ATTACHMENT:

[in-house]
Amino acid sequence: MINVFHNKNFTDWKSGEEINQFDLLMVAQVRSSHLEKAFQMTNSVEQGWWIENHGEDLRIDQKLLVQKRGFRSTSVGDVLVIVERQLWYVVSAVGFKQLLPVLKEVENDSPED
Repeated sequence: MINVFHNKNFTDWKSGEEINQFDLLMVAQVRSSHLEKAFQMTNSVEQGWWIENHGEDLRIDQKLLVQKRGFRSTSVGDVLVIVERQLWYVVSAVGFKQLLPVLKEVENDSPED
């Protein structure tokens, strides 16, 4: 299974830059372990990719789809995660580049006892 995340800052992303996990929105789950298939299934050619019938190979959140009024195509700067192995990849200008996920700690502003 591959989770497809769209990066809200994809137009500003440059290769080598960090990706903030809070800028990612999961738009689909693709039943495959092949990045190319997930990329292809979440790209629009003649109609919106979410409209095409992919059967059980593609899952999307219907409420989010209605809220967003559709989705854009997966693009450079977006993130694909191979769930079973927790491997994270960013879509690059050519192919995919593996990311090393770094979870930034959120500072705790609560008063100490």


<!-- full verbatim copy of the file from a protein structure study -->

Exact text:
[in-house]
Amino acid sequence: MINVFHNKNFTDWKSGEEINQFDLLMVAQVRSSHLEKAFQMTNSVEQGWWIENHGEDLRIDQKLLVQKRGFRSTSVGDVLVIVERQLWYVVSAVGFKQLLPVLKEVENDSPED
Repeated sequence: MINVFHNKNFTDWKSGEEINQFDLLMVAQVRSSHLEKAFQMTNSVEQGWWIENHGEDLRIDQKLLVQKRGFRSTSVGDVLVIVERQLWYVVSAVGFKQLLPVLKEVENDSPED
């Protein structure tokens, strides 16, 4: 299974830059372990990719789809995660580049006892 995340800052992303996990929105789950298939299934050619019938190979959140009024195509700067192995990849200008996920700690502003 591959989770497809769209990066809200994809137009500003440059290769080598960090990706903030809070800028990612999961738009689909693709039943495959092949990045190319997930990329292809979440790209629009003649109609919106979410409209095409992919059967059980593609899952999307219907409420989010209605809220967003559709989705854009997966693009450079977006993130694909191979769930079973927790491997994270960013879509690059050519192919995919593996990311090393770094979870930034959120500072705790609560008063100490």